skeleton including fragmentary skull material from Reed's Quarry 5 in the
Brushy Basin Member of the Morrison Formation at Como Bluff. When complete,
the skeleton would have been more than 3 meters long. Preoccupied with other
dinosaur discoveries, Marsh did little more with _Laosaurus altus_ until
1894, when he realized it was different from _Laosaurus_ and redescribed it
as the type species of the new genus _Dryosaurus_ ("oak-tree lizard," so
called because he envisioned it as living in a forested environment).
Although C. W. Gilmore described two excellent specimens of _Dryosaurus
altus_ from Dinosaur National Monument in 1925, very little descriptive work
was done with the species until Galton's series of papers from 1977-1983.
Galton classified _Dryosaurus_ as a hypsilophodontid, but even more recent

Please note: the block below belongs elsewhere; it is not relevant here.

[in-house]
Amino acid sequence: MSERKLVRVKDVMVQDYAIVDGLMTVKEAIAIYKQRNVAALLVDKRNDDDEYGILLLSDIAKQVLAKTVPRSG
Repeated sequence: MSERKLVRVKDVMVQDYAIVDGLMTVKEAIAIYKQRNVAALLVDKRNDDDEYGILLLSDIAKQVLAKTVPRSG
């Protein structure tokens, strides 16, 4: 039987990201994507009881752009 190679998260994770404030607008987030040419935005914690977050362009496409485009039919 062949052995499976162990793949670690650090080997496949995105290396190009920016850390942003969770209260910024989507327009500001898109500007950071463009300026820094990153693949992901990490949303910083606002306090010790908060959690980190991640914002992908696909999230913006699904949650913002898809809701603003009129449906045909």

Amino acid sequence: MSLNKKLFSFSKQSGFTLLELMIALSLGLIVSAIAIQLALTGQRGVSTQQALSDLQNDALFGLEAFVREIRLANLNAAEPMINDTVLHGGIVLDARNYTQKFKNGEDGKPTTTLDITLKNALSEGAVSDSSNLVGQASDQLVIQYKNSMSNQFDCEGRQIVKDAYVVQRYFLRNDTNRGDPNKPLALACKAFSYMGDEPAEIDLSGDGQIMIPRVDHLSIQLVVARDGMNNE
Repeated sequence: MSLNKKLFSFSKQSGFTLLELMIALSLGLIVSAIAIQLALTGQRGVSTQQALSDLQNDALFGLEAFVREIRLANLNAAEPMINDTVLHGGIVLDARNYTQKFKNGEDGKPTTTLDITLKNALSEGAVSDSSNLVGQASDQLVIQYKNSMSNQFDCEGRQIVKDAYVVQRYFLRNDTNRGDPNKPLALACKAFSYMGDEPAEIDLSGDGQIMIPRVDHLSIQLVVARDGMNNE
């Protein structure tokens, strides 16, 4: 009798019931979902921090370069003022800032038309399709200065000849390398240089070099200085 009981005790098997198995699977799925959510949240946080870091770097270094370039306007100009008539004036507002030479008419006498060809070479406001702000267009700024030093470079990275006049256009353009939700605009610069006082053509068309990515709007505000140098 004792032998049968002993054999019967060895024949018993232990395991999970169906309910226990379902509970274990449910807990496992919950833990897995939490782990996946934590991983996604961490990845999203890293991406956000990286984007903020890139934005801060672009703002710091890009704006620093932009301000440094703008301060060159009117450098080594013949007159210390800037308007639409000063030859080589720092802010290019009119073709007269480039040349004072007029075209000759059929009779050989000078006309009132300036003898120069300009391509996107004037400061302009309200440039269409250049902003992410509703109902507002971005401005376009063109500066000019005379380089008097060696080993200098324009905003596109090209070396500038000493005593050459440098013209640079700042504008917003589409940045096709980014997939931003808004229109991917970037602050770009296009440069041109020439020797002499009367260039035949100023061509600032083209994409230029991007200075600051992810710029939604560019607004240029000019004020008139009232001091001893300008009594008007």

work by Andrew R. Milner, David Norman, and Paul C. Sereno showed that
_Dryosaurus_ occupies an intermediate position between Hypsilophodontidae and
Iguanodontidae in Ornithopoda, and that it is best classified in its own
family Dryosauridae (created by Milner and Norman in 1984).
        In 1879, Marsh himself discovered the remains of two small ornithopods 
at
Reed's Quarry 7, known as Three Trees Quarry, at Como Bluff. The better
specimen is a nearly headless but otherwise very complete, articulated
skeleton of an individual 1.86 meters long now mounted in a slab; the other
comprises various skeletal parts, some duplicating those on the slab. Teeth
and jaw material are present. Both specimens were found together and are
presently catalogued as YPM 1882 in the collection of the Peabody Museum at
Yale University, New Haven, Connecticut. Marsh made them syntypes of a new
species, _Laosaurus consors_ ("companion"), in 1894 when he created the genus
_Dryosaurus_. He also used them, together with generous amounts of plaster
and imagination, to reconstruct the skeleton of _Laosaurus_ for his 1896